BuddeComm’s new report, Global Digital Economy - E-Health, E-Government and E-Education Essential to the Future is a valuable resource of information on these vital services. The report explores the transformation which e-health, e-government and e-education are all undergoing as a result of developments in ICT and smart communities. It discusses the role of Big Data, Cloud Computing, M2M and the Internet of Everything, supported by examples and analysis. It provides key global statistics and insightful regional overviews written by BuddeComm’s Senior Analysts for North America, Europe, Africa, Middle East, Latin America and Asia Pacific.
Examples of key insights:
Governments are approaching the end of their ability to continue funding such an inefficient healthcare system, especially with constantly rising costs. E-health is seen as perhaps the single most important tool for governments to address the issues facing this sector - but it requires extraordinary leadership to guide the industry in the right direction.
For close to 20 years we have seen a large number of e-health pilots and projects around the world. Most of these pilots in themselves have very successful but because of the lack of scalability and the absence of government e-health policies, none of the pilots anywhere around the world have seen large-scale implementation.
All of the main carriers have created secure data platforms as they can see the market potential for service revenues from m-health devices.
Just as business has embraced the concept of Big Data; Government organisations are also coming to the same realisation that it needs alternate solutions to manage and search the overwhelming amount of information they hold, including both digital (documents, emails, photos) and paper (forms, reports etc) formats.
An interesting case study is Australia - where in parallel to the rollout of the national broadband network (NBN), the Australian Government also has its National Digital Economy Strategy. Based on a trans-sector model, the NBN will become the shared infrastructure for a range of sectors including e-health, e-education and e-government.
Africas overall development benefits from e-learning, e-health and e-government initiatives.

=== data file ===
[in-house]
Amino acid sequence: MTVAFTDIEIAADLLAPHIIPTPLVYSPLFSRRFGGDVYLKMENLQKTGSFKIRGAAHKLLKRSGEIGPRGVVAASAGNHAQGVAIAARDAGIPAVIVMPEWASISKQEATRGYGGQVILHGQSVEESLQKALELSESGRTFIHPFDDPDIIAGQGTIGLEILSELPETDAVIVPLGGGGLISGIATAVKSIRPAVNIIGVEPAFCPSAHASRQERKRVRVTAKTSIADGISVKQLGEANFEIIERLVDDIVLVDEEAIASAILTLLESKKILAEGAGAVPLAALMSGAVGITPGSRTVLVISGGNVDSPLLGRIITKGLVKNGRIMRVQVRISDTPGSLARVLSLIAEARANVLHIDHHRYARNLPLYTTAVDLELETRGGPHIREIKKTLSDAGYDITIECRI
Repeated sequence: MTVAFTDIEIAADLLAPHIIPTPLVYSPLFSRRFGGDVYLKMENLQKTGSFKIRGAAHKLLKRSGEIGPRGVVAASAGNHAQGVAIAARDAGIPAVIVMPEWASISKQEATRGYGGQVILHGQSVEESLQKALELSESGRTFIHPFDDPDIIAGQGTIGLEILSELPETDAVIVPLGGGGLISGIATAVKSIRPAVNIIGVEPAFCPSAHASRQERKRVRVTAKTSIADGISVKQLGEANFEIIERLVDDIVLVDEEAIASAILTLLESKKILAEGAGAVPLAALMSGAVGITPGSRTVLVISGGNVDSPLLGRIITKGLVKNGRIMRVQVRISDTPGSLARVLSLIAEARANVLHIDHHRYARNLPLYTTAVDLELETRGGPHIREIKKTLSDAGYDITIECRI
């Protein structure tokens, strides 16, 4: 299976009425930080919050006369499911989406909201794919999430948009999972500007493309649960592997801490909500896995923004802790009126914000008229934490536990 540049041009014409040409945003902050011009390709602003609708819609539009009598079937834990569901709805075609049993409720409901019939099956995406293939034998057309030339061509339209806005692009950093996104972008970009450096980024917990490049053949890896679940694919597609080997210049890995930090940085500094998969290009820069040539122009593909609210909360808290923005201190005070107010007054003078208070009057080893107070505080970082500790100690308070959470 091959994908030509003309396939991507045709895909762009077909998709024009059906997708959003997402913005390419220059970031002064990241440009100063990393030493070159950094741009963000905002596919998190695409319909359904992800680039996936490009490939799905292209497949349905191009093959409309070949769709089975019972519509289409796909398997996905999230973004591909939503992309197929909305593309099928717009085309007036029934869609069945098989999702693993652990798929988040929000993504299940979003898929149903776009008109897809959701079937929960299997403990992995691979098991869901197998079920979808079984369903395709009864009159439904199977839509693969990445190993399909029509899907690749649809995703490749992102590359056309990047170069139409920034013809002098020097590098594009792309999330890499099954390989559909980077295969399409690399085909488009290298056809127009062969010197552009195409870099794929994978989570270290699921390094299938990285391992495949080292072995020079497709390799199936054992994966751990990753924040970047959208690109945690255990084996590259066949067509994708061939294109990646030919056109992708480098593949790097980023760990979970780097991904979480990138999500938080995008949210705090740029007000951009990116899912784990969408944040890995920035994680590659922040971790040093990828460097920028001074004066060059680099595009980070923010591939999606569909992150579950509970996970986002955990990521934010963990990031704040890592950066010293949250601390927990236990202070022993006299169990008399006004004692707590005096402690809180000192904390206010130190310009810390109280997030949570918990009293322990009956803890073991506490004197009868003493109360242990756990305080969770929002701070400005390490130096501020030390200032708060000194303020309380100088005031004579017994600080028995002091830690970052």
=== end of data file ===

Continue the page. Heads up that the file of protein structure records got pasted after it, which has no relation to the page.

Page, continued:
With the high levels of mobile penetration present in the region, m-education and m-health are important options for all LAC countries.
Research and Education Networks (RENs) have been deployed by most countries across the Middle East as many institutions recognise the benefits of enhanced connectivity for research and education activities.
All across Asia there are huge steps being taken in the areas of e-health, e-government and e-education. In this report we pay particular attention to the e-government sector as it is in this area that we find Asia leading the world, with South Korea being the stand-out market in both the region and globally.
As with many other westernised countries, heart disease, cancer, diabetes and tobacco-related disorders account for 80% of early deaths in New Zealand. The challenges can be addressed with the help of ICT, and good quality infrastructure is essential to successfully deliver the ICT products that are going to support the changes in healthcare, education and environmental services.
Canada is among the leading nations globally in adopting e-health solutions and technologies, made possible by the country’s cross-platform IP-based infrastructure.
In common with e-Government, the European Commission’s (EC) Digital Agenda has focussed on the financial and operational benefits of e-Health initiatives.
In recent years many North American educational institutions have been aggressively entering into the online education sector.
Data in this report is the latest available at the time of preparation and may not be for the current year.